Prince Harry “deeply saddened” after Remembrance Day request denied

Prince Harry “deeply saddened” after Remembrance Day request denied

Prince Harry is reportedly “deeply saddened” after his request to have a wreath laid on his behalf at the royals Remembrance Day service in London on Sunday was denied. 

Harry, the Duke of Sussex, resigned as a senior working member of the British royal family in January 2020. 

His wife Meghan Markle, the Duchess of Sussex dutifully followed behind her husband, and as such neither of them represent the monarchy. 

As part of their exit deal, Harry gave up his military titles and walked away from all of his royal duties.

This was painful for Harry, according to the authors of the book Finding Freedom.

"If his grandmother's validation of his experiences served as encouragement, the most demoralising aspect of the new deal was his being stripped of his honorary military appointments that had been awarded to him as a senior royal," they write.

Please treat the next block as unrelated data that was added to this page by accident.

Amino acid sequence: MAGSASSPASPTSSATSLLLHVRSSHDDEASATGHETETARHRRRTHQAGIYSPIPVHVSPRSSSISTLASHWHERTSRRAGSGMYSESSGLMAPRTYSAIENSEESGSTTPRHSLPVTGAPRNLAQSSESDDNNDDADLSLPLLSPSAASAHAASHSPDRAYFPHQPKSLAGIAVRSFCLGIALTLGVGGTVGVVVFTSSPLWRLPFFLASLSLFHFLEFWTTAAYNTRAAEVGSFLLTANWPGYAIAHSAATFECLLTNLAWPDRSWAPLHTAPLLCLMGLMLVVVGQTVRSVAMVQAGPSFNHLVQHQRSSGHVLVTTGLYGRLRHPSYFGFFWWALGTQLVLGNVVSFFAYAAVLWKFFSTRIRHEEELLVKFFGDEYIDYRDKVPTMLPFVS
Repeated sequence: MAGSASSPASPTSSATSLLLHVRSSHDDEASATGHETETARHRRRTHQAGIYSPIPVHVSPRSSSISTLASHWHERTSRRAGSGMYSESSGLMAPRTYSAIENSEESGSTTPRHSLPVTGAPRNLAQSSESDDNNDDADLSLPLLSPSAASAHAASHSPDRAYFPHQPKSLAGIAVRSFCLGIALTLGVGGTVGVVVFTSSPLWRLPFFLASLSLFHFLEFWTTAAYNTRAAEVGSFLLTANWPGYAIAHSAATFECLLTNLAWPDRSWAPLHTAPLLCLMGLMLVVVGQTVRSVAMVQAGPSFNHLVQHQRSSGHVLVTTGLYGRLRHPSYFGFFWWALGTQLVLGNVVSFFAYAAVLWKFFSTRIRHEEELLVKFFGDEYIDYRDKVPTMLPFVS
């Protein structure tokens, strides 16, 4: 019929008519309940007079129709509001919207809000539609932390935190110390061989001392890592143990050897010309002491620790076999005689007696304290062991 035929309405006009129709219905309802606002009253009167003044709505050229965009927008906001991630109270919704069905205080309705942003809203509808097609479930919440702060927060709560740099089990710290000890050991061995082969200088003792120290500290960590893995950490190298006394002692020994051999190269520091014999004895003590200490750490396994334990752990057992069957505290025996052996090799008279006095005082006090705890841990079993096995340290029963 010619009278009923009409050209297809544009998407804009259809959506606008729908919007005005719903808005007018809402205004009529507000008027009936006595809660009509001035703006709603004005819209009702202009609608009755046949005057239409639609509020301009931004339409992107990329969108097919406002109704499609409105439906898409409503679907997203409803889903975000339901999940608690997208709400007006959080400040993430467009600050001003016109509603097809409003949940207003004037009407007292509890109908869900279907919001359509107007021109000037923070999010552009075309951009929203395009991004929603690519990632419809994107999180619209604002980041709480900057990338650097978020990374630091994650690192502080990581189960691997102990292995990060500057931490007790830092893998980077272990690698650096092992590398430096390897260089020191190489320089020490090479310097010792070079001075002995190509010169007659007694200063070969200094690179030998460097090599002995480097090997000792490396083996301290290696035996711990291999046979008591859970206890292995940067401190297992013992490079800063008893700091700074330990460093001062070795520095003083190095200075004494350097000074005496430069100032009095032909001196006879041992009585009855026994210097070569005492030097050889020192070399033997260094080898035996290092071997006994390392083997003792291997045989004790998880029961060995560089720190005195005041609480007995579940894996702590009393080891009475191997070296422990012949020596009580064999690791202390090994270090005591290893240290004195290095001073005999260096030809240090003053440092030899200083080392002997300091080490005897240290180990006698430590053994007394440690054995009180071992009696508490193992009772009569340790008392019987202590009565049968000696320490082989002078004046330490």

"As a retired serviceman, Harry would always be able to wear his medals, but no longer could he wear uniform as Captain General of the Royal Marines, Honorary Air Force Commandant of the Royal Air Force Base Honington, and honorary Commodore-in-Chief of the Royal Navy's Small Ships and Diving Operations. These roles had come to an end."

Harry first laid a wreath at the Cenotaph in 2009 when he was just 25. 

He and Meghan now live in California in the United States, with their son Archie, where they are pursuing their own projects.

Harry has recorded a Declassifed podcast that is set to air this week in which he speaks about the importance of Remembrance Day for him, saying: "Remembrance Day for me is a moment for respect and for hope.

"I wear it [the poppy] to celebrate the bravery and determination of all our veterans. 

“These are the people and moments I remember when I salute, when I stand at attention and when I lay a wreath at the Cenotaph."